Don’t call it a re-launch. The attempt to reframe Jeremy Corbyn as a populist politician is, however, underway.
After a quiet first week of the year Corbyn was back on our screens today with an array of interventions on the Today Programme, Good Morning Britain and Sky News, above. In discussing Brexit, immigration, rail strikes and a “maximum earnings limit” he dropped a payload of news and views that sent a jolt through the labour movement.
Did it work? That depends on your definition of success – but what is clear is that Corbyn is trying to move towards a more plain-speaking style. The shift in tone comes after aides told newspapers that the Labour leader would be put forward as a leftwing populist politician – ok, let’s call it a re-launch – in a bid to tap into the public anger seen on both sides of the Atlantic with the vote for Brexit and the election of Donald Trump to the US presidency.
Millions of people feel frustrated that they are working harder, for longer, only to live in a society where the gap between the super-rich and the poor, and even between the high-rollers and the middle classes, seems to be widening. Corbyn gets this, and believes he is the man to speak on behalf of those who feel voiceless.
Then there is other page of the Trump playbook which we are told Corbyn might borrow – the tougher stance on a hostile media. Rather than be cowed by outlets which he felt he could never win over, the Republican candidate used negative stories to highlight the absence of straight reporting. Attacks which might have prompted dismay among a leader’s allies could be dismissed as the outpourings of an establishment determined to retain its stranglehold on privilege when it came under attack, the theory goes.
Be in no doubt, this is a high-risk strategy. But it is also understandable. Ed Miliband’s dealing with journalists over five years in Opposition were cordial, and the then leader provided a rich source of strong attacks on David Cameron that were leapt upon by the Tory press as well as the more liberal papers, only for The Telegraph, the Daily Mail and The Sun to lambast him repeatedly during the election campaign. Ed M was, we were told, in the pocket of the trade unions and a risk to the country. All nonsense, of course, but none of the tirades came as a surprise.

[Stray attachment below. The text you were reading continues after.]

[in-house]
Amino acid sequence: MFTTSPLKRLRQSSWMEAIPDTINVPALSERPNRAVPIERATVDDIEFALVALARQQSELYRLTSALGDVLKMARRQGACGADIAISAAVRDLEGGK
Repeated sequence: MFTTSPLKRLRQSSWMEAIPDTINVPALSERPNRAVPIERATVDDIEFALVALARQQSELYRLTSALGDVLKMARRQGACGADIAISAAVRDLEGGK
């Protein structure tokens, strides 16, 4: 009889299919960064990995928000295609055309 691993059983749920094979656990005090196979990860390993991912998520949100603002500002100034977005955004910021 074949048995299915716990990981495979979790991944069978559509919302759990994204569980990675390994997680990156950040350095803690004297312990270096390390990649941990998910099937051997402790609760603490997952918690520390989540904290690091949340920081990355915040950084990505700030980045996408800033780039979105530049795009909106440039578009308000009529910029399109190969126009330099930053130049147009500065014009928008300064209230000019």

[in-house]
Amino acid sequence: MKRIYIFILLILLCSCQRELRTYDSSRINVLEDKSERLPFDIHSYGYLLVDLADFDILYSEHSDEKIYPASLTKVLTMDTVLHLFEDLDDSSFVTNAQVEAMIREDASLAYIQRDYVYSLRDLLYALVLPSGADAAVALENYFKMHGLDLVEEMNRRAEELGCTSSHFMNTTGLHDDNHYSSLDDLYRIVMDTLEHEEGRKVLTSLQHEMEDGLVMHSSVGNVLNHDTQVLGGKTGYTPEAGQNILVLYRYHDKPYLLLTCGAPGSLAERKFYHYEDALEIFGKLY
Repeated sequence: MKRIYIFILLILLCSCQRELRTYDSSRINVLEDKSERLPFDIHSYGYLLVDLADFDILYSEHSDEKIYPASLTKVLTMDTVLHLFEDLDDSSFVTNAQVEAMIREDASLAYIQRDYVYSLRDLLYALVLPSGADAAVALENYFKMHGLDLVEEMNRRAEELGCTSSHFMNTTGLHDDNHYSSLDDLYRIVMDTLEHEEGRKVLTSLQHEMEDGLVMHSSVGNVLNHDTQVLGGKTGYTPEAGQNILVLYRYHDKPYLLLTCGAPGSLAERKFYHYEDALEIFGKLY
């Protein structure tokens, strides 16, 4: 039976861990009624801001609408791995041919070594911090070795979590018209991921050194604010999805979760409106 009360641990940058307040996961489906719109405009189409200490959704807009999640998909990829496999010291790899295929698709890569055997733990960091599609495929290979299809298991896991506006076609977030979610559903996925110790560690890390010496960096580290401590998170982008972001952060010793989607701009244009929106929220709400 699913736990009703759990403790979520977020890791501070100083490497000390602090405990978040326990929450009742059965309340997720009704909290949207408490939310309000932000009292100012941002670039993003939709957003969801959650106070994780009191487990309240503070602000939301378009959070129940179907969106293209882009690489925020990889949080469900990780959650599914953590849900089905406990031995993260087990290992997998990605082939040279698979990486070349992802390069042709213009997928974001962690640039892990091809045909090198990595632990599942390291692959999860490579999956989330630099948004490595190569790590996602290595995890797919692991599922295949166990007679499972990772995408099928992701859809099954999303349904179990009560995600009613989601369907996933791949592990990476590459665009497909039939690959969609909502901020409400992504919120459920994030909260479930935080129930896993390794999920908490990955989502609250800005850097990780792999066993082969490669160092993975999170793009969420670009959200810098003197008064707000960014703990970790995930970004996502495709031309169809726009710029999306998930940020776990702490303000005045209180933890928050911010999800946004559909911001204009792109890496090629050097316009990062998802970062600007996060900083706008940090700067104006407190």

The lessons were clear. Don’t believe that an appetite for taunting the Tories will translate into support for Labour policies. I’m sure Miliband’s spinners realised this and Corbyn’s team – having seen the press lay into their boss from day one – now seem determined to switch styles.
“What we have been doing has not worked, we know that,” a senior party official told Politico. “There is no bunker mentality. We have got to change tack.”
This means calling out the press on their distortions. Of course, returning fire won’t make life any easier, but one can see why Corbyn’s team have apparently come to this conclusion. The simple truth is that negative stories are often the best-read – there is no shame in admitting that. As someone who has spent much of their adult life working on newspapers, it is clear that bad news sells. I was never asked to cover a story in which a person of authority assured the world that everything in their remit was ticking over quite nicely.
The challenge for Corbyn will be to get his message across amid the sound and fury. He was never the most accomplished at delivering a soundbite – indeed he made a point of shunning them – but today, as he was interrogated over the fresh wave of strikes at Southern Rail, there was evidence he had honed his technique.
“We provide the rails, we provide the trains and they make the profit from running them,” he said. It was a good line, and he landed it not on an obscure policy point but on rail nationalisation, a reform for which millions of voters from left and right have shown an appetite.
The downside was that this was on a day when Corbyn is delivering a speech on Brexit. He had a couple of strong stories coming out of that overnight – an attack on the “ruling elite” which delivered a vacuum over withdrawal from the EU and then a shift in Labour policy in which the party accepted “fair rules and reasonably managed migration”– but they may have been overshadowed by the newsy items that followed. Rail nationalisation, a willingness to join the strikers on the Southern Rail picket line and then a demand for a “maximum earnings limit” in a bid to tackle inequality. And he did mention the NHS crisis, contrary to some reports.
From too little news to too much? It would be unfair to criticise him for failing to generate sufficient page-lead stories in national newspapers, only to pull him apart when he does, but Corbyn delivered a raft of opinions that showed signs he is embracing a new populism. Don’t call him a “left-wing Trump” – the two men are too different for that and you cannot insult women in the way The Donald does from a socialist stance. Today’s TV gigs tell us, however, that Corbyn is changing. It could be a bumpy ride but it will not be boring.